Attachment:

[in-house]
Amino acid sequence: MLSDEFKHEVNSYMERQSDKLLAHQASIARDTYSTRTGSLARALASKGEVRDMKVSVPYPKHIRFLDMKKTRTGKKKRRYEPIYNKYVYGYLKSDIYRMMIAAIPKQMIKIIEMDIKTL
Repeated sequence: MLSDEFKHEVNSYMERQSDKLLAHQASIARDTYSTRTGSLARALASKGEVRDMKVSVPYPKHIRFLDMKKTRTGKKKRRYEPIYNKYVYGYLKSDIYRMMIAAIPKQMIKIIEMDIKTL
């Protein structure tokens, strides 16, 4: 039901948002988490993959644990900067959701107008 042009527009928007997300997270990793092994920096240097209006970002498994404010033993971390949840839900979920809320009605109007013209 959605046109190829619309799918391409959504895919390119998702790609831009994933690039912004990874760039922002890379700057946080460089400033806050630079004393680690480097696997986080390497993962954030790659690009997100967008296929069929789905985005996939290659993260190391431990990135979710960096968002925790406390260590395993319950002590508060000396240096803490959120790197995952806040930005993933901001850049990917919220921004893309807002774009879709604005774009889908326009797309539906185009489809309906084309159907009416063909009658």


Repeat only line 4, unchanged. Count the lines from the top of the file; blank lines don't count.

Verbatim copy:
């Protein structure tokens, strides 16, 4: 039901948002988490993959644990900067959701107008 042009527009928007997300997270990793092994920096240097209006970002498994404010033993971390949840839900979920809320009605109007013209 959605046109190829619309799918391409959504895919390119998702790609831009994933690039912004990874760039922002890379700057946080460089400033806050630079004393680690480097696997986080390497993962954030790659690009997100967008296929069929789905985005996939290659993260190391431990990135979710960096968002925790406390260590395993319950002590508060000396240096803490959120790197995952806040930005993933901001850049990917919220921004893309807002774009879709604005774009889908326009797309539906185009489809309906084309159907009416063909009658």